Neurosphere protocol treated human adult stem cells were also positive for antibodies to neurofilament (FIG. 15). Cells positive for anti-β-tubulin-III were observed in a partially dissociated attached neurosphere (FIG. 15A, B). As with staining for CNPase, the attached neurosphere appears as though all the cells in the sphere are β-tubulin III positive, but this is probably an artifact of the three dimensional structure. Individual attached cells with elongated processes positive for β-tubulin were also seen (FIGS. 15C and D). Cells positive for neurofilaments of 160 kDa (NF-160) were also observed. These cells were observed in both attached neurospheres and in isolated attached cells (FIGS. 15E and F). The box depicts a cell in the culture that was not positive for the NF-160 antibody for neurons (FIG. 15E, F). Although the majority of the neurosphere protocol treated human adult stem cells were positive for markers for either oligodendrocytes or neurons, a few cells were positive for GFAP, a marker for astrocytes (FIG. 15G, H). Unlike the staining for CNPase, β-tubulin III, and the 160 kD neurofilament, the entire attached neurosphere is not intensely positive. The sphere is diffusely positive with several clearly discernible positive cells (FIG. 15G, H). However, the number of GFAP positive cells seems to be very low compared with the total number of cells in the neurosphere (FIG. 15G, H). Morphologically, these cells do not possess any neural extensions and appear more rounded than the cells positive for neuronal and oligodendrocyte markers.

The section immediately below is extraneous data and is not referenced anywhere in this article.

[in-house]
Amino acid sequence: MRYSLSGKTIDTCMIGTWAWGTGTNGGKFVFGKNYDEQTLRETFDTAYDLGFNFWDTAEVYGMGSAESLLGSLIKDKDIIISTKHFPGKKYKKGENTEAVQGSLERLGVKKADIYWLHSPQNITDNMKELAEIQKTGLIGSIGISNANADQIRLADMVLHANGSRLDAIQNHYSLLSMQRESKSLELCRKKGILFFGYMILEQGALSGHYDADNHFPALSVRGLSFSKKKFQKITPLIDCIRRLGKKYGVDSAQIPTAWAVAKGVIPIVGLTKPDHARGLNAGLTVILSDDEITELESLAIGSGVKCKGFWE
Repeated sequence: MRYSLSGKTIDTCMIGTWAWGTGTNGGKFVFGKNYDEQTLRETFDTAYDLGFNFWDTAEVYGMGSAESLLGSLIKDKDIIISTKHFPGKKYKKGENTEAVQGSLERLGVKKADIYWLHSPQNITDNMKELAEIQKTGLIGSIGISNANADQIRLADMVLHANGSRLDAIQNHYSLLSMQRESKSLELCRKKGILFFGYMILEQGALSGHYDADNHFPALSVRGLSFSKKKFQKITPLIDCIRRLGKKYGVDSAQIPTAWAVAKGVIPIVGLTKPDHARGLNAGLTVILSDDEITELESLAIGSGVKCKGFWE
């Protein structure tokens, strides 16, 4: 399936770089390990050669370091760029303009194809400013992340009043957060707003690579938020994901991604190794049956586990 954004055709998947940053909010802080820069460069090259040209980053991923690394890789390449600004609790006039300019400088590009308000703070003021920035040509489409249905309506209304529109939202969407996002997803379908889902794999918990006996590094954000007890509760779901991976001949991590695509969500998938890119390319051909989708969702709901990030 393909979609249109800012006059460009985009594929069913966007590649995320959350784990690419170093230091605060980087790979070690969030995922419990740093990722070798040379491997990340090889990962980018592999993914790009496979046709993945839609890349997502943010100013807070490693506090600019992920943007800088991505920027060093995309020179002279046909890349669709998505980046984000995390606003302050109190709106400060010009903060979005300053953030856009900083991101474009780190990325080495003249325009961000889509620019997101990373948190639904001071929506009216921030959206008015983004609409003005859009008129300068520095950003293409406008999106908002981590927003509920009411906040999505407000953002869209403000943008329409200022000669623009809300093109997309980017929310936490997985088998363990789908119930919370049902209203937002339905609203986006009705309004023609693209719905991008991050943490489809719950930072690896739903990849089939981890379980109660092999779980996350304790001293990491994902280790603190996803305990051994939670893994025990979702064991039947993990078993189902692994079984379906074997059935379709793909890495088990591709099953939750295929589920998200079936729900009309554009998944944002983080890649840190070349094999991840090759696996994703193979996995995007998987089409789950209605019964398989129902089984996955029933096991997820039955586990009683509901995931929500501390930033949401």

As in the attached adult stem cells treated with neurococktail, cultures treated with the neurosphere protocol also had cells positive for desmin (FIG. 16). These cells were not in the attached neurospheres but were present in the attached individual cells. The desmin positive cells were not as elongated as the β-tubulin III or 160 kD neurofilament positive cells but were instead more irregularly shaped without thin extending processes. Thus there is a third way in which muscle phenotypes can be induced in the PPASCs.

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Classifications
U.S. Classification435/366, 435/372, 435/395
International ClassificationC12N5/02, A61K35/12, C12N5/00, C12N5/071, C12N5/074, C12N5/077, C12N5/0793, C12N5/079
Cooperative ClassificationC12N5/0607, C12N2501/39, A61K35/12
European ClassificationC12N5/06B3